I recently rediscovered these recording I made for a podcast long long ago. The files are dated late 2007 so, gosh that's almost 9 years ago... I think the jokes still hold up...
by Ken MacLeod
Originally published in Reach for Infinity, edited by Jonathan Strahan
Ken MacLeod was born in Stornoway and lives in West Lothian. He has Honours and Masters degrees in biological subjects and worked for some years in the IT industry. Since 1997 he has been a full-time writer. He is the author of fourteen novels, from The Star Fraction (1995) to Descent (Orbit, 2014), and many articles and short stories. His novels and stories have received three BSFA awards and three Prometheus Awards, and several have been short-listed for the Clarke and Hugo Awards. He is currently working on a space opera trilogy, The Corporation Wars (forthcoming 2016-2017).
In 2009 he was Writer in Residence at the ESRC Genomics Policy and Research Forum at Edinburgh University, and in 2013 and 2014 was Writer in Residence at the MA Creative Writing course at Edinburgh Napier University. Ken MacLeod’s blog is The Early Days of a Better Nation.
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by Nick Mamatas
NICK MAMATAS is the author of several novels, including the Bukowskiesque zombie novel THE LAST WEEKEND and the murder-mystery at a Lovecraft convention title I AM PROVIDENCE. His short fiction has appeared in Best American Mystery Stories, Lovecraft’s Monsters, BLACK WINGS II, FUTURE LOVECRAFT, and FUNGI, the journal of revolutionary letters known as SALVAGE, and many other venues. He is also published by Wildside Press – check them out!
“Inky, Blinky, Pinky, Nyarlathotep” originally appeared in FUTURE LOVECRAFT, by Innsmouth Free Press and later when Prime Books reprinted the entire anthology.
"Newspace was a lot like old space. Well, posters of old space stacked atop one another and constantly shuffled and re-shuffled. In the little waffle-iron spacecraft was the thunderous Niagara, any number of mansions on emerald hills, all piled up in a corner with Escheresque staircases going downwise and anti-spinward, marmalade skies and airships in the shape of giant, open-mouthed fish, the Pyramids of Egypt poking out from every horizon, and long, dark hallways in blue-and-purple neon everywhere, absolutely everywhere, as this is what the New Ones thought VR would look like, back when they were all children."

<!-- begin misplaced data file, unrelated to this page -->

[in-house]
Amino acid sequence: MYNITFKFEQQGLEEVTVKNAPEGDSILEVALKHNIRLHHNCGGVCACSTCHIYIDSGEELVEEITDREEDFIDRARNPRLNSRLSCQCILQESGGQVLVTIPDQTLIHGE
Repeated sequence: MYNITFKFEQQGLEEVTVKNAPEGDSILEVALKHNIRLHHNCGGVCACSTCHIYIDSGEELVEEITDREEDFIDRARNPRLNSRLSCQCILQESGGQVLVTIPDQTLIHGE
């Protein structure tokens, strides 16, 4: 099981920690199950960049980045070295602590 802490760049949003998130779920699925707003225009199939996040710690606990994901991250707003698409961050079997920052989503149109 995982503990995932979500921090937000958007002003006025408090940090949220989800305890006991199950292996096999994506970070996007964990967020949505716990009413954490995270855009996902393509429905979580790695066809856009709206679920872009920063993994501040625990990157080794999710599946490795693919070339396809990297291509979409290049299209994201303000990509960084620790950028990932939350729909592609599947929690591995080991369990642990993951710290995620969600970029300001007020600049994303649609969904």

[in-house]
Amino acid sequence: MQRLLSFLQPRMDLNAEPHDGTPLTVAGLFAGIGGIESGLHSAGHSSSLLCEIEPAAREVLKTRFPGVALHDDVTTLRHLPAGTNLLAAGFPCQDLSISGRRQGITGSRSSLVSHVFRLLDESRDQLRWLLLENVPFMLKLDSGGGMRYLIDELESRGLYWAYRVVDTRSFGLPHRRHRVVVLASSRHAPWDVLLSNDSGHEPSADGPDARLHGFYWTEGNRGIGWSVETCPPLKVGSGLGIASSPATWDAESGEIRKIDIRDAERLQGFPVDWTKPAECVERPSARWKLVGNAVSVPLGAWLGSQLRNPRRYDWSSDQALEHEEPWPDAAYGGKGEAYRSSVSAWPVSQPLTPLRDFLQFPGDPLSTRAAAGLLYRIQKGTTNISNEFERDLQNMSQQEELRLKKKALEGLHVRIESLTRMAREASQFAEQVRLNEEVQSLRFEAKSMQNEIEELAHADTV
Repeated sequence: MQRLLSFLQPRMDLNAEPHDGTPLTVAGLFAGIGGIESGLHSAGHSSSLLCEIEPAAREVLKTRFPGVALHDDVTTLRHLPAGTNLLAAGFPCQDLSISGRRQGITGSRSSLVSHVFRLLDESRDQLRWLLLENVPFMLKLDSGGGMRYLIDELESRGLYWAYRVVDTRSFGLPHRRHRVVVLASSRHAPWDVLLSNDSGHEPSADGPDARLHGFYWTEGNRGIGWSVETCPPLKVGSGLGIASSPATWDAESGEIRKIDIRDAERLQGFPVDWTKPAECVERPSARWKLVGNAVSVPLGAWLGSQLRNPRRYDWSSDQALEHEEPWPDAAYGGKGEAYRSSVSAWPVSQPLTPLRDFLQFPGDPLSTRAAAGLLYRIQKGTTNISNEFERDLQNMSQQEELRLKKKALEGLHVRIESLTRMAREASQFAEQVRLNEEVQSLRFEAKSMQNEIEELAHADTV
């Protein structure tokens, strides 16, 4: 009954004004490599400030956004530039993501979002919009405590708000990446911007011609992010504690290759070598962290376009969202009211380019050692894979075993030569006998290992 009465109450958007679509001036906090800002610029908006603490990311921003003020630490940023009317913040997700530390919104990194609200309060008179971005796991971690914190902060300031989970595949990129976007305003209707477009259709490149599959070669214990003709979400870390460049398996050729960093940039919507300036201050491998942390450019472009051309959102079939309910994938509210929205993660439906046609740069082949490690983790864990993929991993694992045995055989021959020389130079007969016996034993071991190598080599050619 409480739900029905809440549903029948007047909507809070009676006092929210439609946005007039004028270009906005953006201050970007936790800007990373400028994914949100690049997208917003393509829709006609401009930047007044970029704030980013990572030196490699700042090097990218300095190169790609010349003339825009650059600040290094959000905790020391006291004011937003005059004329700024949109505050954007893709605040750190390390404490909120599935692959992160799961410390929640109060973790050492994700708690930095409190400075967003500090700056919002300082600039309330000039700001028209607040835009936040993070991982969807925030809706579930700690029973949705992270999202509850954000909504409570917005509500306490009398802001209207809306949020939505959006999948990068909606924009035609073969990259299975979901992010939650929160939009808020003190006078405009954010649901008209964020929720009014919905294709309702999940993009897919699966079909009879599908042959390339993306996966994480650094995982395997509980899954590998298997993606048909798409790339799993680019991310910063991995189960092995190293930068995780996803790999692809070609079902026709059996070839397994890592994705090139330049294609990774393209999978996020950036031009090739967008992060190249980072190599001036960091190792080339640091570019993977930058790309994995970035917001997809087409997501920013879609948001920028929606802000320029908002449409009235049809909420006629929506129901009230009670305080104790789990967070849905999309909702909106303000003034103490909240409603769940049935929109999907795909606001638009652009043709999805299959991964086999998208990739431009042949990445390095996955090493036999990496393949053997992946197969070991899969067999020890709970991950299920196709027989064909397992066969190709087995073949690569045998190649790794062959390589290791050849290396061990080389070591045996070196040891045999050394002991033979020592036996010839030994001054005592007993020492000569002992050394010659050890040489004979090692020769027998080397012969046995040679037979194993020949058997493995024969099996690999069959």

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by Rebecca Schwarz
“Tell me you have found a spell to lift this curse, old friend.”
What passes between us is many things, but even after all these years, I wouldn’t call it friendship. His haunted eyes search mine from under a brow etched with lines. His beard now streaked with gray. Years ago, when the King swept into my homeland and took me into his service it was with the understanding that I would not leave it alive. In those days, I thought myself a far better magician than I was. It was King Hroth that made me the powerful wizard that I am. Every town and castle he captured, he ordered his men to bring him the resident magician. Some were renowned, others little more than tricksters or court fools. He personally tortured all of them with me by his side to claim the secrets they divulged.
I have no good answer for him, so I remain silent.
“I made you,” he growls low in my ear. “Find a way out of this or I will end you.”
By day, Rebecca Schwarz is a mild-mannered editorial assistant for a scientific journal, by night she writes science fiction and fantasy stories. Her work has appeared in Interzone, Bourbon Penn, and Daily Science Fiction. She is currently writing her first novel. You can read about her writing life at www.curiousworlds.blogspot.com.
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I've read another piece of flash fiction (a very short story - this one is about 900 words) for an episode of the Podcastle podcast that just released today. There are several stories back to back all on the theme of man's greatest enemy.
Rob swings the door of the old Ford pickup, and it squeaks before clunking shut. He puts a hand on the truck to steady himself. His tongue feels like someone crammed a wad of cotton in his mouth, soaked in whiskey and blood.
He flicks a glance at the back of the truck, then across the field to where the great oak stands on the hill, black against the midnight sky.
_I know,_ Rob thinks, looking away from the tree. _I know what I gotta do. Jus’ gimme a goddamn minute._